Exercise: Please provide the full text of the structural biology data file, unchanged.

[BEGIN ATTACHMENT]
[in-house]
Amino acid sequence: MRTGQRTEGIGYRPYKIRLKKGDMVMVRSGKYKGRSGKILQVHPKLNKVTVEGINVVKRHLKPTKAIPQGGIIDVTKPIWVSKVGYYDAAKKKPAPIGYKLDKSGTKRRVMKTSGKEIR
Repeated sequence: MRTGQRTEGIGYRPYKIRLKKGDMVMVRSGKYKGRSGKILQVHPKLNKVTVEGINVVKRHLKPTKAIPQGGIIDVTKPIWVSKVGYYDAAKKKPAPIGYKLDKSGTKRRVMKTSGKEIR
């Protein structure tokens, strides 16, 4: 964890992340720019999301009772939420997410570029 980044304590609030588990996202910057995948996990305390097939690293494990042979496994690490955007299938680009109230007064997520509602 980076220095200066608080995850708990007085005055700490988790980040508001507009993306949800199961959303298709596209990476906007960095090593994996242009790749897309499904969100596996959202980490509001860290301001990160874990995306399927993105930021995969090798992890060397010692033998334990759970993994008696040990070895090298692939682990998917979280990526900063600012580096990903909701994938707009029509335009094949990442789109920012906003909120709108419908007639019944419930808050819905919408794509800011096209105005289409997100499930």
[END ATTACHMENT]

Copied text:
[in-house]
Amino acid sequence: MRTGQRTEGIGYRPYKIRLKKGDMVMVRSGKYKGRSGKILQVHPKLNKVTVEGINVVKRHLKPTKAIPQGGIIDVTKPIWVSKVGYYDAAKKKPAPIGYKLDKSGTKRRVMKTSGKEIR
Repeated sequence: MRTGQRTEGIGYRPYKIRLKKGDMVMVRSGKYKGRSGKILQVHPKLNKVTVEGINVVKRHLKPTKAIPQGGIIDVTKPIWVSKVGYYDAAKKKPAPIGYKLDKSGTKRRVMKTSGKEIR
């Protein structure tokens, strides 16, 4: 964890992340720019999301009772939420997410570029 980044304590609030588990996202910057995948996990305390097939690293494990042979496994690490955007299938680009109230007064997520509602 980076220095200066608080995850708990007085005055700490988790980040508001507009993306949800199961959303298709596209990476906007960095090593994996242009790749897309499904969100596996959202980490509001860290301001990160874990995306399927993105930021995969090798992890060397010692033998334990759970993994008696040990070895090298692939682990998917979280990526900063600012580096990903909701994938707009029509335009094949990442789109920012906003909120709108419908007639019944419930808050819905919408794509800011096209105005289409997100499930």